But Mina did not merely enjoy the estate’s gardens. She was active in numerous garden clubs and related civic groups including the Chautauqua Association (where she served as president of the Bird and Tree Club), the National Audubon Society, the John Burroughs Association, the Daughters of the American Revolution (where she served for a year as its national chaplain) and the School Garden Association of America.

While scores of visitors take advantage of the space left on the bench for photo ops with Mina, the spot was intended by Wilkins for Thomas Edison. “She’s looking over at him as if to invite him to come over and sit next to her,” Wilkins reveals. “I think that’s why so many people sit next to her. They’re responding unconsciously to that look in her eyes.”

“She’s especially popular with kids,” points out Lisa Sbuttoni, the Public Relations and Marketing Director for the Edison Ford Winter Estates. “It’s not unusual to walk by and see a small child curled up in Mina’s lap.” To make his sculpture kid friendly, Wilkins blunted the contours of the handkerchief Mrs. Edison holds in her right hand so that it won’t poke or cut anyone sitting on the sculpture. “We also carved channels in her dress to make sure that water didn’t pool around her hand.”

Donated by Orvall McCleary, the Mina Edison sculpture was dedicated on February 11, 2009.

 

Standing Henry Ford

Don Wilkins also made a standing statue of Henry Ford for the Edison Ford Winter Estates. The 7 foot 4 inch cold cast aluminum sculpture is located outside the car manufacturer’s American bungalow-style Fort Myers retreat, The Mangoes, which he purchased in 1916 for $20,000. Donated by Orvall McCleary, it was dedicated on July 29, 2007, the day prior to the 144th anniversary of the inventor’s birth.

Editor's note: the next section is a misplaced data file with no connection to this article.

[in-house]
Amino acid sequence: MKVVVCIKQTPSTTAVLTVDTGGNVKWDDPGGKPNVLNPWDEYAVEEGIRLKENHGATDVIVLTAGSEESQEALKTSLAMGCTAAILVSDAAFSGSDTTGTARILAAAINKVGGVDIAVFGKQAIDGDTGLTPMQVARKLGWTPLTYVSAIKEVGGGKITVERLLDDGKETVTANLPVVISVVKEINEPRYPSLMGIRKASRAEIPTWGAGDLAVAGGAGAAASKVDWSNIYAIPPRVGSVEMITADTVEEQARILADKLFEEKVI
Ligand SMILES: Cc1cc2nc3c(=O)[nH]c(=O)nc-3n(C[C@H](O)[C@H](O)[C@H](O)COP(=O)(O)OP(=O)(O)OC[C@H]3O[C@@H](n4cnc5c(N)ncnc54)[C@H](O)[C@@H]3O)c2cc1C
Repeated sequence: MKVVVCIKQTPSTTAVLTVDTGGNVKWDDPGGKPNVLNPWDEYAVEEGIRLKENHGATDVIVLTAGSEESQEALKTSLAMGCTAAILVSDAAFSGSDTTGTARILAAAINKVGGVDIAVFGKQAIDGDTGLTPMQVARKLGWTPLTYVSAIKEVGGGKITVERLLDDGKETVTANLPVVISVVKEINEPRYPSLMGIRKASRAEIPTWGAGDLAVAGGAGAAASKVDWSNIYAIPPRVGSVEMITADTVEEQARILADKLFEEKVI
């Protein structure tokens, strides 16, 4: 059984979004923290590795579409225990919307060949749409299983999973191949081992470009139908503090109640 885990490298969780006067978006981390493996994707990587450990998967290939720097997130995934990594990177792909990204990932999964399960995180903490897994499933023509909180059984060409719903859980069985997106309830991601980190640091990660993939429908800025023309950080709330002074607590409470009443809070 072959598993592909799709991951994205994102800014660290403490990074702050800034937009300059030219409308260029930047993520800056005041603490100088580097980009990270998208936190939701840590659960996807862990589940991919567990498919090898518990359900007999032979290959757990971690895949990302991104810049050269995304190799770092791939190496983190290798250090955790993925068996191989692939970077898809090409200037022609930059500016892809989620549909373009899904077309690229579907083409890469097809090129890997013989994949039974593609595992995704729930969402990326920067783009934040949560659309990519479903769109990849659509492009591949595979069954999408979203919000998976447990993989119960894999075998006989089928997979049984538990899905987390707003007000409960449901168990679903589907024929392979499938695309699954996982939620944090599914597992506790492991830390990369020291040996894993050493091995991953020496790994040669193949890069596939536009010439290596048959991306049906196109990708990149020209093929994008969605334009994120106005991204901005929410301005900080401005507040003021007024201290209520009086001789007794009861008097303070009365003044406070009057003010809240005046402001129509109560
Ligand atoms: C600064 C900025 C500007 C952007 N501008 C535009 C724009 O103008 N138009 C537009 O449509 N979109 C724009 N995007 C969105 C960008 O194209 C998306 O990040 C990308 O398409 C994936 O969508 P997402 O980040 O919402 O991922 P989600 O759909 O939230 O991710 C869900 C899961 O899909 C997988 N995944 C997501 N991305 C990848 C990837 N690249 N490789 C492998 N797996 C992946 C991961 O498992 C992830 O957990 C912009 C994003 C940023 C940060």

“Unlike Edison whose clothing was often worn and crumpled, Henry Ford had a reputation as a sharp dressed man,” Wilkins relates. “All the reference photos I consulted show that he paid meticulous attention to his clothing, so all the lines in his suit are crisp and tailored to the hilt.”

Wilkins did not, however, depict Ford in his famous soybean suit. As that story goes, Ford became concerned in the 1930s that his farming customers could no longer afford to buy his cars because they were not getting the prices they needed for their crops due to the Great Depression. So Ford began developing crops that could serve as ingredients for fuels, plastics and textiles in a “cars growing from the ground” project. Hemp and soybeans seemed especially suited to this purpose. He adapted his Model T to run on ethanol, built a car that contained plastic parts and upholstery of vegetable origin, and even invented a suit made of soybean protein fiber that he called “soybean wool.” Always a great promoter of his inventions, he took to wearing the soybean suit everywhere he went.